It was a three-man race between Hansen, Kwartowitz and 2022 champion Connell Alford of Chelsea when they reached the two-mile mark in 9:46.
Hansen made sure there would be no drama coming down the stretch.
“I was just trying to stay calm, let them do the work, just sit back,” he said. “When I needed to go, I was gonna go. My goal was to stay relaxed.”
Kwartowitz had no complaints with his race.
“It felt really smooth,” he said. “It was great. I didn’t get a chance to race these guys a bunch this year. I did at Spartan (Invitational, in September). I was really hoping to end it with a victory.”
The boys Division 2 team championship was a toss-up between four teams for the second year in a row, with Ada Forest Hills Eastern coming out on top with 134 points. Pinckney was second with 156, East Grand Rapids third with 175 and Allendale fourth with 176.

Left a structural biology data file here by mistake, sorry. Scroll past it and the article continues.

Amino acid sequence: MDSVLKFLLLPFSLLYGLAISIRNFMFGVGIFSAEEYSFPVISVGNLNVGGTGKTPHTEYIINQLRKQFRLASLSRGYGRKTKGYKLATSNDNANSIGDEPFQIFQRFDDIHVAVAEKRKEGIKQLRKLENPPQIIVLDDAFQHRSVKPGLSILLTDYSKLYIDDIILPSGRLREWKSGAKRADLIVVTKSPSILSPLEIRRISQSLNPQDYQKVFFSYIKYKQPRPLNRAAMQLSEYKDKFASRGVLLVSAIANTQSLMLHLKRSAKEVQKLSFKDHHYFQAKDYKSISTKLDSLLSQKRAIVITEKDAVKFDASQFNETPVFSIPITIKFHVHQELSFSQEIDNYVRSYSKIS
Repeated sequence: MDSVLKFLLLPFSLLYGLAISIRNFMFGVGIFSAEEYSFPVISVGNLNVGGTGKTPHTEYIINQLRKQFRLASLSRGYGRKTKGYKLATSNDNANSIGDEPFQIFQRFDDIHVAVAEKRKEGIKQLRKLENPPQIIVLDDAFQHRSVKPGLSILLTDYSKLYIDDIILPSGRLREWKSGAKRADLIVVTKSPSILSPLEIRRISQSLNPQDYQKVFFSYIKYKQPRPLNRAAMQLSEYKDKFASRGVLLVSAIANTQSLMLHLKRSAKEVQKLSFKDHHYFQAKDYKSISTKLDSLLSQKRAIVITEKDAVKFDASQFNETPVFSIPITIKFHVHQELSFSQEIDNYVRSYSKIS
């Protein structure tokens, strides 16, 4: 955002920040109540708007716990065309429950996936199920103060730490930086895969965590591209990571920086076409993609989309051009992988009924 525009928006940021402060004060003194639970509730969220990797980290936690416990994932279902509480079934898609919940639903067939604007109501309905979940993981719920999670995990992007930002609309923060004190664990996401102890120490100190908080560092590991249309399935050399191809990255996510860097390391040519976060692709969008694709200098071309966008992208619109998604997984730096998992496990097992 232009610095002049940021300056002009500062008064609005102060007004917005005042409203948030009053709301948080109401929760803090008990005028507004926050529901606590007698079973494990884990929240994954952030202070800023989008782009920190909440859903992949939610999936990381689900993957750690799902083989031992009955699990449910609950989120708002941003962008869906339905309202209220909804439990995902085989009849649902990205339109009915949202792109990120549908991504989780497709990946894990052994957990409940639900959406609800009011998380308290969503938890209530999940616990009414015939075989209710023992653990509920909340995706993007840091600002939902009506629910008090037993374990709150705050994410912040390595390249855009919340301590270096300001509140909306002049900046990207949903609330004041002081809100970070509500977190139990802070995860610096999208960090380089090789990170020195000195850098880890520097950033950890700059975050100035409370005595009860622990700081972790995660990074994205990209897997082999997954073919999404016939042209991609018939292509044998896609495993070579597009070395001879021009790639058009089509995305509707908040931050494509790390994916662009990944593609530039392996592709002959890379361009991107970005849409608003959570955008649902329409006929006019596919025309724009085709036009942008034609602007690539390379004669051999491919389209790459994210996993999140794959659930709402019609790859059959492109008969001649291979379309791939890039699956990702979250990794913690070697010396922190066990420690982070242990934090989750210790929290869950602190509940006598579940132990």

Last year, 32 points separated the top four teams.
Junior Henry Dixon led Forest Hills Eastern, placing sixth in 15:16.0. Senior Liam Hinman was 29th, senior Brendan Hoving was 30th, senior Cooper Jacobsen was 38th and junior Tyler Endres was 82nd.
It was the first MHSAA championship for Forest Hills Eastern, which had a program-best finish of fourth in 2007.
PHOTOS (Top) Freeland's TJ Hansen approaches the finish of his record run Saturday at MIS. (Middle) Henry Dixon sets the pace for Forest Hills Eastern's first team championship. (Photos by Dave McCauley/RunMichigan.com.)